On 14 March 2021, speculations about Abdullah Öcalan’s health began circulating on social media abd raised serious concerns among the public. The families were then granted the opportunity to communicate with their relatives in the İmralı Prison by phone on 25 March 2021. However, Abdullah Öcalan’s phone call with his brother was terminated within 3-4 minutes, and Ömer Hayri Konar and Veysi Aktaş were not able to talk to their families at all. Abdullah Öcalan’s brother shared with  the public that in the short phone call, his brother had clearly and unambiguously expressed his wish to see his lawyers.

On 26 May 2021, 768 lawyers, including active members and executives of many bar associations and law and human rights organisations in Turkey, made a public declaration regarding the ban on lawyer visits in which they criticised the severe degree of isolation in practice in the İmralı PrisonFurthermore, on 10 June 2022, 775 lawyers affiliated to 29 bar associations in Turkey applied to the Bursa Chief Public Prosecutor's Office with a certificate of authorisation and requested that lawyers be granted access, but the Chief Public Prosecutor's Office did not respond to this application.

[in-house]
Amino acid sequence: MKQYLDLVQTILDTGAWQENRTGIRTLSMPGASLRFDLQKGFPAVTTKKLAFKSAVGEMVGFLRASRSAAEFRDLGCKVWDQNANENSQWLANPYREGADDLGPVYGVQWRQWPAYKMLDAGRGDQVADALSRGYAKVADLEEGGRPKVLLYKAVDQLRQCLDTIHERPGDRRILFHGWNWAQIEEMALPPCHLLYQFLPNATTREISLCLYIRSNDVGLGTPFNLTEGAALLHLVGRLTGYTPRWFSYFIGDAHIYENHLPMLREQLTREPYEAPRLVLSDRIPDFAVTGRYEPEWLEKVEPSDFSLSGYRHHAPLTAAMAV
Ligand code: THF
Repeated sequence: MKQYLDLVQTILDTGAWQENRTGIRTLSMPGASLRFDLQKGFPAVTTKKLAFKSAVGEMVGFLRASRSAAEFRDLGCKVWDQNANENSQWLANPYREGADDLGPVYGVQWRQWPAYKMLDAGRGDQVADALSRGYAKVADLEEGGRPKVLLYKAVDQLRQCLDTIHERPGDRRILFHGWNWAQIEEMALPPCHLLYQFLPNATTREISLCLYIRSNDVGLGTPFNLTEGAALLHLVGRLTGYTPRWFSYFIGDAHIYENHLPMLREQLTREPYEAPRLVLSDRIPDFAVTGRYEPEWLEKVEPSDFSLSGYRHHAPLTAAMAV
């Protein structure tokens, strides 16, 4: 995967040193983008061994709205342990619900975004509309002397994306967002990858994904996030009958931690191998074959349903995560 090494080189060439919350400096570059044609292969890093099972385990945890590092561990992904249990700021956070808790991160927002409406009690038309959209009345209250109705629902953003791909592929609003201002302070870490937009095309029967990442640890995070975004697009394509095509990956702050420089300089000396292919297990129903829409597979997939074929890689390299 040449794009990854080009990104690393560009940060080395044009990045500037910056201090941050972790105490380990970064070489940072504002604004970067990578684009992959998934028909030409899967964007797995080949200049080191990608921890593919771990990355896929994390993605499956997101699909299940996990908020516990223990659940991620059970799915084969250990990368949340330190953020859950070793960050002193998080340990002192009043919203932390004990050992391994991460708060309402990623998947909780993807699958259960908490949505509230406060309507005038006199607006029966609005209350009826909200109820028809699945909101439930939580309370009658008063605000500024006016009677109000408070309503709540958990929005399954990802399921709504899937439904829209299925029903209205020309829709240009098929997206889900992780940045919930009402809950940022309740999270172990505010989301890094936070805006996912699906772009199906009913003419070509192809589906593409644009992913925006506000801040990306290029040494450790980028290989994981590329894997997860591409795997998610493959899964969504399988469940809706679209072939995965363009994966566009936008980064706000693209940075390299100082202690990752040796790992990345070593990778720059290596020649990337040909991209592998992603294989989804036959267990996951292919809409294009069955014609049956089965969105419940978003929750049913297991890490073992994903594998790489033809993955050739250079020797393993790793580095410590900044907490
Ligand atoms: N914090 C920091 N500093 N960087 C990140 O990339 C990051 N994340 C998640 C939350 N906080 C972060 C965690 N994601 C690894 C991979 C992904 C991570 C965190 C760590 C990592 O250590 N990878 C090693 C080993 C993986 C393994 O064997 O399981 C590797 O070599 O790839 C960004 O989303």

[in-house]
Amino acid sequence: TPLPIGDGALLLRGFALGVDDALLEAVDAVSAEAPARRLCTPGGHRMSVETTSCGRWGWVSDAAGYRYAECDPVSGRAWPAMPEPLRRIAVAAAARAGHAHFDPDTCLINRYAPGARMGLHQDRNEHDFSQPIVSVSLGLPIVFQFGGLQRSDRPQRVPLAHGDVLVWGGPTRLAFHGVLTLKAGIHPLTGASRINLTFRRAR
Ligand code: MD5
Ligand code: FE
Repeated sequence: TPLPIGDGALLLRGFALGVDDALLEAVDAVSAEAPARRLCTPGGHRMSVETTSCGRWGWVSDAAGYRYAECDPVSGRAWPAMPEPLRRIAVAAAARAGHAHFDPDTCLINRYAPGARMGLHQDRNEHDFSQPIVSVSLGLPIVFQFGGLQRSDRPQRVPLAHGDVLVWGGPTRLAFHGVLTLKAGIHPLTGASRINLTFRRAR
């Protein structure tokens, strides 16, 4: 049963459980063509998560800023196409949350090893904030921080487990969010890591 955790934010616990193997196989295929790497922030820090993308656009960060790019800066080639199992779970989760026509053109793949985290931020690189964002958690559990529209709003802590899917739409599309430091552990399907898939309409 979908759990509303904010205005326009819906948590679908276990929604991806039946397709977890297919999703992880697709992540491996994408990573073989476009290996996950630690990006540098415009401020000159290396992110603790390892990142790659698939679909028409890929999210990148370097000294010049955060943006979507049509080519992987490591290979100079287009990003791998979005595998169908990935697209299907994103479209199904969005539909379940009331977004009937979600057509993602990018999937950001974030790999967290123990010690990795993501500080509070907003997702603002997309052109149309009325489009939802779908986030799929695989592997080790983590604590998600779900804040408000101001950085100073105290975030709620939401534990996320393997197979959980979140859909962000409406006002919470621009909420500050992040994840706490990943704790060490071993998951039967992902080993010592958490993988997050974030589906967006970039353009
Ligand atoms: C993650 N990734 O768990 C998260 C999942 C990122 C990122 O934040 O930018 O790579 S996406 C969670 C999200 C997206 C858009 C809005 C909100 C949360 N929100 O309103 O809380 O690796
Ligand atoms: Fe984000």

Likewise, 350 lawyers from 22 countries, especially European countries, applied to the Ministry of Justice on 14 September 2022 and 756 lawyers from different countries in the Middle East applied to the Ministry of Justice on 19 September 2022, requesting access to the İmralı Island Prison for a visit. No response was given to these applications either.

It is not possible for us, law and human rights organisations, which conduct visits to many prisons, write reports and make statements in order to identify and prevent rights violations in prisons, to visit the İmralı Prison due to the special execution regime in practice, which is also included in the reports of your Committee.